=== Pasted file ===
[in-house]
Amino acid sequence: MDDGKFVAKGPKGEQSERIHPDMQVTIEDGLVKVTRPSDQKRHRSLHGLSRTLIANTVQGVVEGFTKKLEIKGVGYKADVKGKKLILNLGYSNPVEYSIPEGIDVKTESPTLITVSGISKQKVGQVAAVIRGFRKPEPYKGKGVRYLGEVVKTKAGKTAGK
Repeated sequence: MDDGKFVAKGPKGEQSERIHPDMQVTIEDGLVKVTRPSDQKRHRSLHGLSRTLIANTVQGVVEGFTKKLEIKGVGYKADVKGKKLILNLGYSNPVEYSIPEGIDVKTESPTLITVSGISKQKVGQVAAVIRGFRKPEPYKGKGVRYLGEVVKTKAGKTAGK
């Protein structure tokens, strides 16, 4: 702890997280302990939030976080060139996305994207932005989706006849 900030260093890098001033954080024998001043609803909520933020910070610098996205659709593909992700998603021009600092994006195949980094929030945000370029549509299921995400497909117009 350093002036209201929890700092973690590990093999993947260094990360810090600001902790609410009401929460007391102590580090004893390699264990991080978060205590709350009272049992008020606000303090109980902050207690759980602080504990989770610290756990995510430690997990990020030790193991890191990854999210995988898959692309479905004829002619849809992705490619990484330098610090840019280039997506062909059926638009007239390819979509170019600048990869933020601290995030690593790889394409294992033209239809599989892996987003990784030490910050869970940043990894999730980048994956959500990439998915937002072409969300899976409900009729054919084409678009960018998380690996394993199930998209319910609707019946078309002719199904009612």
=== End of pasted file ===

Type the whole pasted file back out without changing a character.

[in-house]
Amino acid sequence: MDDGKFVAKGPKGEQSERIHPDMQVTIEDGLVKVTRPSDQKRHRSLHGLSRTLIANTVQGVVEGFTKKLEIKGVGYKADVKGKKLILNLGYSNPVEYSIPEGIDVKTESPTLITVSGISKQKVGQVAAVIRGFRKPEPYKGKGVRYLGEVVKTKAGKTAGK
Repeated sequence: MDDGKFVAKGPKGEQSERIHPDMQVTIEDGLVKVTRPSDQKRHRSLHGLSRTLIANTVQGVVEGFTKKLEIKGVGYKADVKGKKLILNLGYSNPVEYSIPEGIDVKTESPTLITVSGISKQKVGQVAAVIRGFRKPEPYKGKGVRYLGEVVKTKAGKTAGK
């Protein structure tokens, strides 16, 4: 702890997280302990939030976080060139996305994207932005989706006849 900030260093890098001033954080024998001043609803909520933020910070610098996205659709593909992700998603021009600092994006195949980094929030945000370029549509299921995400497909117009 350093002036209201929890700092973690590990093999993947260094990360810090600001902790609410009401929460007391102590580090004893390699264990991080978060205590709350009272049992008020606000303090109980902050207690759980602080504990989770610290756990995510430690997990990020030790193991890191990854999210995988898959692309479905004829002619849809992705490619990484330098610090840019280039997506062909059926638009007239390819979509170019600048990869933020601290995030690593790889394409294992033209239809599989892996987003990784030490910050869970940043990894999730980048994956959500990439998915937002072409969300899976409900009729054919084409678009960018998380690996394993199930998209319910609707019946078309002719199904009612």